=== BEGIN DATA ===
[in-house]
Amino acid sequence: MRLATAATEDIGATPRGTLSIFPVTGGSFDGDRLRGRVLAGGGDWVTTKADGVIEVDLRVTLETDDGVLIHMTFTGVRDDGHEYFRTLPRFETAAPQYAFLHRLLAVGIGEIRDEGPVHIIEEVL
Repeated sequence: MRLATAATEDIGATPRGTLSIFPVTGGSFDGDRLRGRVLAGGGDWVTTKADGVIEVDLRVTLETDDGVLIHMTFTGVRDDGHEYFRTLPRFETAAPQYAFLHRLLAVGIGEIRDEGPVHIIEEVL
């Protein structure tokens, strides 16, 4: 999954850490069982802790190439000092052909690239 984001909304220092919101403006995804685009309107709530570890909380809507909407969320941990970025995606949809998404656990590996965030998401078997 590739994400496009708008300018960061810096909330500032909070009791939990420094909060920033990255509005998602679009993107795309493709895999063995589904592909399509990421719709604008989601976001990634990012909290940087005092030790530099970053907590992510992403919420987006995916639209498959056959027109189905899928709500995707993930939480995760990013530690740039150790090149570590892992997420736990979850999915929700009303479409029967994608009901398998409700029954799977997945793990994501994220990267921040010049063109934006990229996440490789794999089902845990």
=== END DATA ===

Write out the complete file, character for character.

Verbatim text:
[in-house]
Amino acid sequence: MRLATAATEDIGATPRGTLSIFPVTGGSFDGDRLRGRVLAGGGDWVTTKADGVIEVDLRVTLETDDGVLIHMTFTGVRDDGHEYFRTLPRFETAAPQYAFLHRLLAVGIGEIRDEGPVHIIEEVL
Repeated sequence: MRLATAATEDIGATPRGTLSIFPVTGGSFDGDRLRGRVLAGGGDWVTTKADGVIEVDLRVTLETDDGVLIHMTFTGVRDDGHEYFRTLPRFETAAPQYAFLHRLLAVGIGEIRDEGPVHIIEEVL
């Protein structure tokens, strides 16, 4: 999954850490069982802790190439000092052909690239 984001909304220092919101403006995804685009309107709530570890909380809507909407969320941990970025995606949809998404656990590996965030998401078997 590739994400496009708008300018960061810096909330500032909070009791939990420094909060920033990255509005998602679009993107795309493709895999063995589904592909399509990421719709604008989601976001990634990012909290940087005092030790530099970053907590992510992403919420987006995916639209498959056959027109189905899928709500995707993930939480995760990013530690740039150790090149570590892992997420736990979850999915929700009303479409029967994608009901398998409700029954799977997945793990994501994220990267921040010049063109934006990229996440490789794999089902845990």